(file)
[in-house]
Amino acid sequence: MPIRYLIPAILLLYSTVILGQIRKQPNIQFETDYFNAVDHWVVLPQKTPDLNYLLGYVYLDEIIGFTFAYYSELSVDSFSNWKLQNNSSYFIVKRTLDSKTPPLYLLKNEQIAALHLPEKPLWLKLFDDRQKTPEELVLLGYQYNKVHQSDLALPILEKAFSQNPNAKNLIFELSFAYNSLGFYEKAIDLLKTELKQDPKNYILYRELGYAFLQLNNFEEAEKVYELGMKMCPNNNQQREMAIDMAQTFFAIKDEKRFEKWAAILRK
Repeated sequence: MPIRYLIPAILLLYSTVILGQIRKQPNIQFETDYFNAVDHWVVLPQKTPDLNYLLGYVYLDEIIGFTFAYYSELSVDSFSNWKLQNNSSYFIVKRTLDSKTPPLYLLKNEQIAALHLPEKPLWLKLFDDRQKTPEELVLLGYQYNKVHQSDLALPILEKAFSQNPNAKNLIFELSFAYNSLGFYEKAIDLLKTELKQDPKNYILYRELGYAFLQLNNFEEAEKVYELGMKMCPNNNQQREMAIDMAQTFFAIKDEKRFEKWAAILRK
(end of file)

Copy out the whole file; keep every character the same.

[in-house]
Amino acid sequence: MPIRYLIPAILLLYSTVILGQIRKQPNIQFETDYFNAVDHWVVLPQKTPDLNYLLGYVYLDEIIGFTFAYYSELSVDSFSNWKLQNNSSYFIVKRTLDSKTPPLYLLKNEQIAALHLPEKPLWLKLFDDRQKTPEELVLLGYQYNKVHQSDLALPILEKAFSQNPNAKNLIFELSFAYNSLGFYEKAIDLLKTELKQDPKNYILYRELGYAFLQLNNFEEAEKVYELGMKMCPNNNQQREMAIDMAQTFFAIKDEKRFEKWAAILRK
Repeated sequence: MPIRYLIPAILLLYSTVILGQIRKQPNIQFETDYFNAVDHWVVLPQKTPDLNYLLGYVYLDEIIGFTFAYYSELSVDSFSNWKLQNNSSYFIVKRTLDSKTPPLYLLKNEQIAALHLPEKPLWLKLFDDRQKTPEELVLLGYQYNKVHQSDLALPILEKAFSQNPNAKNLIFELSFAYNSLGFYEKAIDLLKTELKQDPKNYILYRELGYAFLQLNNFEEAEKVYELGMKMCPNNNQQREMAIDMAQTFFAIKDEKRFEKWAAILRK